Another article talks about Cushing’s in more detail. If you think your horse has symptoms of Cushing’s, it is important to ask your vet to do an exam and a blood test for hormonal changes before starting any treatment or supplementation to their diet.

What should I look out for when buying a Supplement?

Always bear in mind that what works for one horse may not work for another and that the science behind many supplements is scarce. If trying out a supplement, try using it for a month and then stopping the supplement for a few weeks to see if you notice any affect in your horse before committing to using it long term.

If your horse is showing behavioural problems or signs of lameness, it is always recommended to ask your vet to examine them for any problems which may be causing them to act unusually. Getting treatment early on may reduce the amount of medication and cost long term.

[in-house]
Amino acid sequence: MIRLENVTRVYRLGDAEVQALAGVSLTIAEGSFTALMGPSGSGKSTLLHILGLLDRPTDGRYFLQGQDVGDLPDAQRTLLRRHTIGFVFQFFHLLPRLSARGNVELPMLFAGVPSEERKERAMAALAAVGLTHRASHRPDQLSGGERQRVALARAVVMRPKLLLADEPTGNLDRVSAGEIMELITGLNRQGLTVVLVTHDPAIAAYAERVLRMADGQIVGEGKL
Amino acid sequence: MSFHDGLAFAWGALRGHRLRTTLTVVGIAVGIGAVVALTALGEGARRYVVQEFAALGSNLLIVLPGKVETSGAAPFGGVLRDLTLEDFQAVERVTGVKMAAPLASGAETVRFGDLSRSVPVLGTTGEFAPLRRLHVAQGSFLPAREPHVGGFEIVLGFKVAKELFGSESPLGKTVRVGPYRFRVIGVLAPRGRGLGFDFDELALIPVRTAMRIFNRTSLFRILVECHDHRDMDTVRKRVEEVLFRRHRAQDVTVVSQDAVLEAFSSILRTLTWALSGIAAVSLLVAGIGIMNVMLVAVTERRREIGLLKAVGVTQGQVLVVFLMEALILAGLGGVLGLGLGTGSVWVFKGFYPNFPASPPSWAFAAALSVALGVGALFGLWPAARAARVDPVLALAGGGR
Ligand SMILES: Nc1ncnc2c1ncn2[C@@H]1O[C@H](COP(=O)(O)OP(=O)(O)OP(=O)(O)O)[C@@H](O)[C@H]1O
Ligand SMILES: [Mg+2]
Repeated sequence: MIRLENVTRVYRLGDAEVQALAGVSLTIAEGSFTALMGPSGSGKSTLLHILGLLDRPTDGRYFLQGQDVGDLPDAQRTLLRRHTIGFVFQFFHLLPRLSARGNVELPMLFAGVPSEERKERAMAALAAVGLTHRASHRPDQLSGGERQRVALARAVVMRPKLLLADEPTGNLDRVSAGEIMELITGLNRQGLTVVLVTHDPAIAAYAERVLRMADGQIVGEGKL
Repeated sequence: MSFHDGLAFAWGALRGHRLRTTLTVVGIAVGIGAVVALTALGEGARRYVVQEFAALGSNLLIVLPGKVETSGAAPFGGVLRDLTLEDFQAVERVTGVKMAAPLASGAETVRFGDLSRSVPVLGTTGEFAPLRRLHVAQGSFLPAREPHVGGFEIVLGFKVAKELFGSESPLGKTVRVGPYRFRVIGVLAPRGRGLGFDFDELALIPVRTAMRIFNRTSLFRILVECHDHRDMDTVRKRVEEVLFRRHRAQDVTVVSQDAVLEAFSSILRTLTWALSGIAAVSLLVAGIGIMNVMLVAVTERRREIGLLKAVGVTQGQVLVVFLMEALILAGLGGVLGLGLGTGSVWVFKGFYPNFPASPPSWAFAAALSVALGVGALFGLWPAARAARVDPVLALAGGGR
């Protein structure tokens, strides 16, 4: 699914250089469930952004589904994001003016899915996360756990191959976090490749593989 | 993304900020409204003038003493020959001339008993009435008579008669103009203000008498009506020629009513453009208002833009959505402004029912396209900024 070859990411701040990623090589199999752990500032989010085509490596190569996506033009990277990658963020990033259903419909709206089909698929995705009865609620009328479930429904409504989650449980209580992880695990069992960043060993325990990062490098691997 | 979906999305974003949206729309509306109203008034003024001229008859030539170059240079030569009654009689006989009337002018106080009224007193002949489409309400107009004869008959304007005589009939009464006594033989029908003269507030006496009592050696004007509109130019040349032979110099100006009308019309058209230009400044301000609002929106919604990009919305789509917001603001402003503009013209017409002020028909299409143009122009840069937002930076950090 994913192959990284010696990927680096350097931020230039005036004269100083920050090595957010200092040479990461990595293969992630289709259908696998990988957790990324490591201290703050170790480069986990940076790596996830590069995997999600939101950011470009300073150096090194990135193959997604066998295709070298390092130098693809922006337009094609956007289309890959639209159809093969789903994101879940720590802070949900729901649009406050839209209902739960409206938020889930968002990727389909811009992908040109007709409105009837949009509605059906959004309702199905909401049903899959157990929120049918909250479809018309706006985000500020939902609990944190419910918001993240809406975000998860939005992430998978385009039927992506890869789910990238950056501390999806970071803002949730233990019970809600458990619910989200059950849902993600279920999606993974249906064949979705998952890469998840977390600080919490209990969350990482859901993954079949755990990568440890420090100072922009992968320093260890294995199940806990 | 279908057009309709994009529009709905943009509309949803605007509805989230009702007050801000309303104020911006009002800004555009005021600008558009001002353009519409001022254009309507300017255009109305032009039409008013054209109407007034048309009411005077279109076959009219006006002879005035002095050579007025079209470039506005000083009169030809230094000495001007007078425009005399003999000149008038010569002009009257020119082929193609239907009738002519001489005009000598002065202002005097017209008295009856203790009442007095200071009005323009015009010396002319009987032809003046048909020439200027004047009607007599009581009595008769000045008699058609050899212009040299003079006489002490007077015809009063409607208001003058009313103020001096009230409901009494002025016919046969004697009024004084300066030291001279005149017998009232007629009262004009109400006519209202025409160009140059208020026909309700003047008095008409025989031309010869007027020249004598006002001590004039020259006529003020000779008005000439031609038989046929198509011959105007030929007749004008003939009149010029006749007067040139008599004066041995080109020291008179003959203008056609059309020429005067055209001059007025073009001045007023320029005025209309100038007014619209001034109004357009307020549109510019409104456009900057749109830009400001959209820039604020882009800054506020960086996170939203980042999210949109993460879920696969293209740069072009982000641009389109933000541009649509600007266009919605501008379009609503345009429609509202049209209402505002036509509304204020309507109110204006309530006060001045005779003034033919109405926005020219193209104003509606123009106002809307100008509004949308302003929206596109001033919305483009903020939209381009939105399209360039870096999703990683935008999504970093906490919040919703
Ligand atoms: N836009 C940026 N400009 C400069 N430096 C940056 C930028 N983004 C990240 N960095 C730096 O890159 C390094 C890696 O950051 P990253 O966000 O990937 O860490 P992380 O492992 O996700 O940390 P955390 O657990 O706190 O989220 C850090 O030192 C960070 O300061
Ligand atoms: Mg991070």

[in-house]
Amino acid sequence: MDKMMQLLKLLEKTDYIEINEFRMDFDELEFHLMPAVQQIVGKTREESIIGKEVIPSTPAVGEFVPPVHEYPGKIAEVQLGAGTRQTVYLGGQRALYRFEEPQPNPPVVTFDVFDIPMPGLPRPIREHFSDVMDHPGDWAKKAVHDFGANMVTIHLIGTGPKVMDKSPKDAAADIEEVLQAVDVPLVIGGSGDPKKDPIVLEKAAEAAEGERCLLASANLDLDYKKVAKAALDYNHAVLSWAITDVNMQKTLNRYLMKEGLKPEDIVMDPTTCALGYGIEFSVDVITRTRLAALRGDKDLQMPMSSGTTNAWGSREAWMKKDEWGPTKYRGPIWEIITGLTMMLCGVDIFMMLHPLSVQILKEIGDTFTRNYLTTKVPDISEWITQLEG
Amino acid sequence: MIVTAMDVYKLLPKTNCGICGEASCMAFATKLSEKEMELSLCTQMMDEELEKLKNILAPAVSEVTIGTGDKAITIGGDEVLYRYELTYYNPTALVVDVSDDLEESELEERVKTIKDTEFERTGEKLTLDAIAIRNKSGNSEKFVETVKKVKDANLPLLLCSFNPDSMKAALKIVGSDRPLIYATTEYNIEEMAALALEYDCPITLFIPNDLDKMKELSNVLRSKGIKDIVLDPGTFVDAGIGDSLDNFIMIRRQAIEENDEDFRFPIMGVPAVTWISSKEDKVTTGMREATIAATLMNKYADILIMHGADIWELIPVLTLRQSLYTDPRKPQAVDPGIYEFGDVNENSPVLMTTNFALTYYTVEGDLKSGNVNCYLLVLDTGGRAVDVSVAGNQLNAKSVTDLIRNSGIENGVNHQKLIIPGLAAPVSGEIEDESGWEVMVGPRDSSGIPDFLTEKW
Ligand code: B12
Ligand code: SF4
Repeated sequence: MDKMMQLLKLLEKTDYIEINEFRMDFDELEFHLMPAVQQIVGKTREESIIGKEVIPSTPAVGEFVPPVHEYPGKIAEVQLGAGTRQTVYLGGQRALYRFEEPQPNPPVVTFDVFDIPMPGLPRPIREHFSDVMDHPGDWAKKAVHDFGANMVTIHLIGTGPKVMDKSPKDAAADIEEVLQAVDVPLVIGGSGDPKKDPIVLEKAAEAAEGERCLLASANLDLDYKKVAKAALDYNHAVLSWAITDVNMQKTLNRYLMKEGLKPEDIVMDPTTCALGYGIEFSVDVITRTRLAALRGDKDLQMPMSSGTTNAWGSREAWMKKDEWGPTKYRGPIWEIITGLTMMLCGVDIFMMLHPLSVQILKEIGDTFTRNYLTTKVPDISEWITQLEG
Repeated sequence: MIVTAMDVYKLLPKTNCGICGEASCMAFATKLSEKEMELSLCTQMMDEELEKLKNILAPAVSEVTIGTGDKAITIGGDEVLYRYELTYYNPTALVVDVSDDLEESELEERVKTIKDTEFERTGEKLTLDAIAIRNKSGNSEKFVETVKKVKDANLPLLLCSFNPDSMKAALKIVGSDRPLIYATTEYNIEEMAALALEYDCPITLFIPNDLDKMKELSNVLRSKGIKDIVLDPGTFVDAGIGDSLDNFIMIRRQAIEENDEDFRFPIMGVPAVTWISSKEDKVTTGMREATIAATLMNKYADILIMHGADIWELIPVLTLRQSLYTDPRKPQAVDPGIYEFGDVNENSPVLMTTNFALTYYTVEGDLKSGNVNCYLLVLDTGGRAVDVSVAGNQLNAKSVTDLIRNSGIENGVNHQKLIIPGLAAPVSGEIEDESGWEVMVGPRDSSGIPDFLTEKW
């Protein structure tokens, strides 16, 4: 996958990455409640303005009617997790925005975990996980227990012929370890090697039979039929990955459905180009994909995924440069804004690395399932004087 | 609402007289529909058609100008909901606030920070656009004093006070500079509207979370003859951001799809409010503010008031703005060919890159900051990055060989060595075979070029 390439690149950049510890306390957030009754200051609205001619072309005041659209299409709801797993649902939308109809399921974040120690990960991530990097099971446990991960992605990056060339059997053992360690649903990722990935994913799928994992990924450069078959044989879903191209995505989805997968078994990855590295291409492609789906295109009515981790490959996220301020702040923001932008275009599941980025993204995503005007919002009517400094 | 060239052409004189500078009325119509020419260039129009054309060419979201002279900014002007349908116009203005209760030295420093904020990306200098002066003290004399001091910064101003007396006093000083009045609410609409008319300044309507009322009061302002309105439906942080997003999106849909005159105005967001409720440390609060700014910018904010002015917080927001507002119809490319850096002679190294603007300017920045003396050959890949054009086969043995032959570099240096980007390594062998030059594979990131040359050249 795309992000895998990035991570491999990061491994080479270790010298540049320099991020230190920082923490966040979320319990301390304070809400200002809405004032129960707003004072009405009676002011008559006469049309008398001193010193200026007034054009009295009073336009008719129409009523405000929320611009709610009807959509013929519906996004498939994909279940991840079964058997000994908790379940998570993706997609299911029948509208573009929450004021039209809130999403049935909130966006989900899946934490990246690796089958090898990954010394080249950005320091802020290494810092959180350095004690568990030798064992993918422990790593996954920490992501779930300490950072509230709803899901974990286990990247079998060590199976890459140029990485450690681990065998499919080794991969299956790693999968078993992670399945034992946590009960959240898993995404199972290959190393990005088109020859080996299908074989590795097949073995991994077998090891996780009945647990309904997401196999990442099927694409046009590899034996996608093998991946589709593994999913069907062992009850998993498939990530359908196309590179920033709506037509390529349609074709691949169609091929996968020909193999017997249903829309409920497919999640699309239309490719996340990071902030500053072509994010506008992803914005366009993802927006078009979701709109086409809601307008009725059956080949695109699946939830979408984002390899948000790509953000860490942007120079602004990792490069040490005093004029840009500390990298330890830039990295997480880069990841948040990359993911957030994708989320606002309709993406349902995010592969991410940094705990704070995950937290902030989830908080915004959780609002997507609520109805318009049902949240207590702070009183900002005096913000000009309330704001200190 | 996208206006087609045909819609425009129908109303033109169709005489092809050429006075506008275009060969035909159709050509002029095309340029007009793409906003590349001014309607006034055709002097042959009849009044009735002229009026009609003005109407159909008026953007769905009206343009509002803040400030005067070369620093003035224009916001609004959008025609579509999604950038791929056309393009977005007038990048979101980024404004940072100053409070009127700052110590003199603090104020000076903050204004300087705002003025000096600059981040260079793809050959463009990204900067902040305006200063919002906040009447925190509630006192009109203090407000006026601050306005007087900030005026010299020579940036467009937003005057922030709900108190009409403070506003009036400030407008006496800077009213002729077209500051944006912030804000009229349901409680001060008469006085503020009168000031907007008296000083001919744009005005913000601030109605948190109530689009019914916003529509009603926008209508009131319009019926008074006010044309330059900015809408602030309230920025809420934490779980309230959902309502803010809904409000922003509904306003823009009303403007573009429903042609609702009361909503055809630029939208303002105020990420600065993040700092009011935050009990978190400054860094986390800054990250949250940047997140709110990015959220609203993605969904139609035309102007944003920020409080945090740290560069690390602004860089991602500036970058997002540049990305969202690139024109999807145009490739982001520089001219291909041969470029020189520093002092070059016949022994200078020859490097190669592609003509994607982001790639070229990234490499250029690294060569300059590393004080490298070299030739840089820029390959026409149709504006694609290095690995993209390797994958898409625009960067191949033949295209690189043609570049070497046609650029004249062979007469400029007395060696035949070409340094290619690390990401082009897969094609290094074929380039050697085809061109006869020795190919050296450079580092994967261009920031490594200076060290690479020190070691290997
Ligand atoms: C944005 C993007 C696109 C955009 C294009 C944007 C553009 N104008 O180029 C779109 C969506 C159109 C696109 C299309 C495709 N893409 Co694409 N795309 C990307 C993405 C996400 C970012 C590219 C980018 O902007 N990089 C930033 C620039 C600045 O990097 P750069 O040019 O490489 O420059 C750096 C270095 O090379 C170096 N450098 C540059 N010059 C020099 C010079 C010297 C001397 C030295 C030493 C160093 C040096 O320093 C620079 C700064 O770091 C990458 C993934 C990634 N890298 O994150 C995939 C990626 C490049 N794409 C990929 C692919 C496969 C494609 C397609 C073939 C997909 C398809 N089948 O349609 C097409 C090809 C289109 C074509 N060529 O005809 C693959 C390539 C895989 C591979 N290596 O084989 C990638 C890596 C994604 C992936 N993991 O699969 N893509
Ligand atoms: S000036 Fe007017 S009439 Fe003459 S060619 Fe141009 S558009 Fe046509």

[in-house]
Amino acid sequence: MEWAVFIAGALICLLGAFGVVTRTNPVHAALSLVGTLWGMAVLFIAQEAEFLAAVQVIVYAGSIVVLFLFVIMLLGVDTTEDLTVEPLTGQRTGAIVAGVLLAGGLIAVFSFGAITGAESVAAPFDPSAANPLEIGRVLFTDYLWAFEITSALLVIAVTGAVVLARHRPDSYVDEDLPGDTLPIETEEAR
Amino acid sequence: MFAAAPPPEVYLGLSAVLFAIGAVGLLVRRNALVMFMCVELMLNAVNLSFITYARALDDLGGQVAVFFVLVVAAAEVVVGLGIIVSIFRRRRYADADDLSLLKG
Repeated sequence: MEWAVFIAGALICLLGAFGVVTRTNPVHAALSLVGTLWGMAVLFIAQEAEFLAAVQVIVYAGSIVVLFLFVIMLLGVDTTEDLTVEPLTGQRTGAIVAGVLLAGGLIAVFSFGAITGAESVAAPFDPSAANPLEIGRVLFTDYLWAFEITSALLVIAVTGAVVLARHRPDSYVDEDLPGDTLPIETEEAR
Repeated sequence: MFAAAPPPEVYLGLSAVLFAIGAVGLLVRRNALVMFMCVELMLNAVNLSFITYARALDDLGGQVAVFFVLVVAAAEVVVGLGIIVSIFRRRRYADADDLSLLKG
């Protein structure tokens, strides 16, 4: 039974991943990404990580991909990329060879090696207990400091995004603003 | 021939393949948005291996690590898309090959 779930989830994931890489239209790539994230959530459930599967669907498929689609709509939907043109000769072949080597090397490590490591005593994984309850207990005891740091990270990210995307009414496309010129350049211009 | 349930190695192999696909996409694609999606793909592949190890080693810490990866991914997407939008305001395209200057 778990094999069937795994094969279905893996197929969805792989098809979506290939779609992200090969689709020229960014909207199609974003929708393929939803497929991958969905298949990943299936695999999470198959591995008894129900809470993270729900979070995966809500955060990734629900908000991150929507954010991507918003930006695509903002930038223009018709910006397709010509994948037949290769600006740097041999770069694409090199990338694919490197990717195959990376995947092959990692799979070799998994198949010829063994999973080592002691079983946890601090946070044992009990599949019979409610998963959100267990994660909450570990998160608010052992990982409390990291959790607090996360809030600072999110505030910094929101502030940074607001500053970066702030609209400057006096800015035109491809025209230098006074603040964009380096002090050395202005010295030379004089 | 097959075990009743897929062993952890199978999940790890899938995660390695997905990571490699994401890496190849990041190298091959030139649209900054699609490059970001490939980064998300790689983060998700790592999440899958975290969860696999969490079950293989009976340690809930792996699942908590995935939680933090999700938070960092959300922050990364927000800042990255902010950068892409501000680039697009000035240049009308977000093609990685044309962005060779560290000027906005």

Some supplement manufacturers have signed up to assurance schemes such as UFAS and the BETA NOPS code. They have logos for these assurance schemes on their boxes. In order to qualify, the manufacturers have to prove that their products contain the amount of ingredients they state and undergo product testing to check for contaminants which may affect the supplement. This means all their products have the same concentrations and should be as effective each time you use them.

To view/download a copy of this information in PDF format, please click here.